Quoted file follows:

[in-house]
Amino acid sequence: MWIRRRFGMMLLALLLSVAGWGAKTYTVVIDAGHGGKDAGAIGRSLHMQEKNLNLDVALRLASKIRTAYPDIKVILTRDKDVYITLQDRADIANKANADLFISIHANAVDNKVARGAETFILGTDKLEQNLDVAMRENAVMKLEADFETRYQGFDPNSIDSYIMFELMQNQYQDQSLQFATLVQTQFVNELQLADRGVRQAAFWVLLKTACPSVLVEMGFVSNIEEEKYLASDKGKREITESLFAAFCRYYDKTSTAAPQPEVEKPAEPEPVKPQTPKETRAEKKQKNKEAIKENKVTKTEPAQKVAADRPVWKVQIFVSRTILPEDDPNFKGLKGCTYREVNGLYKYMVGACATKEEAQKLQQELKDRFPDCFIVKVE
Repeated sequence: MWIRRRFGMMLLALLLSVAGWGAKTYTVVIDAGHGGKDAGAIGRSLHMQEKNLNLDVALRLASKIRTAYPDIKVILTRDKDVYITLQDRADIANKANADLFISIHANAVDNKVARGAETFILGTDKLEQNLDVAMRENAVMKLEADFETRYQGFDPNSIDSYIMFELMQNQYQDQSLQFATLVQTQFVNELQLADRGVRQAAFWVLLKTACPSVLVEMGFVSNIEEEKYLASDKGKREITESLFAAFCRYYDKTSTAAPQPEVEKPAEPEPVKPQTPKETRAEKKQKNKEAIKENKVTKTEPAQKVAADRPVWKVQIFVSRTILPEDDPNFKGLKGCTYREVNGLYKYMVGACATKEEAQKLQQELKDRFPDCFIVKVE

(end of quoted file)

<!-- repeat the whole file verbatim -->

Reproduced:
[in-house]
Amino acid sequence: MWIRRRFGMMLLALLLSVAGWGAKTYTVVIDAGHGGKDAGAIGRSLHMQEKNLNLDVALRLASKIRTAYPDIKVILTRDKDVYITLQDRADIANKANADLFISIHANAVDNKVARGAETFILGTDKLEQNLDVAMRENAVMKLEADFETRYQGFDPNSIDSYIMFELMQNQYQDQSLQFATLVQTQFVNELQLADRGVRQAAFWVLLKTACPSVLVEMGFVSNIEEEKYLASDKGKREITESLFAAFCRYYDKTSTAAPQPEVEKPAEPEPVKPQTPKETRAEKKQKNKEAIKENKVTKTEPAQKVAADRPVWKVQIFVSRTILPEDDPNFKGLKGCTYREVNGLYKYMVGACATKEEAQKLQQELKDRFPDCFIVKVE
Repeated sequence: MWIRRRFGMMLLALLLSVAGWGAKTYTVVIDAGHGGKDAGAIGRSLHMQEKNLNLDVALRLASKIRTAYPDIKVILTRDKDVYITLQDRADIANKANADLFISIHANAVDNKVARGAETFILGTDKLEQNLDVAMRENAVMKLEADFETRYQGFDPNSIDSYIMFELMQNQYQDQSLQFATLVQTQFVNELQLADRGVRQAAFWVLLKTACPSVLVEMGFVSNIEEEKYLASDKGKREITESLFAAFCRYYDKTSTAAPQPEVEKPAEPEPVKPQTPKETRAEKKQKNKEAIKENKVTKTEPAQKVAADRPVWKVQIFVSRTILPEDDPNFKGLKGCTYREVNGLYKYMVGACATKEEAQKLQQELKDRFPDCFIVKVE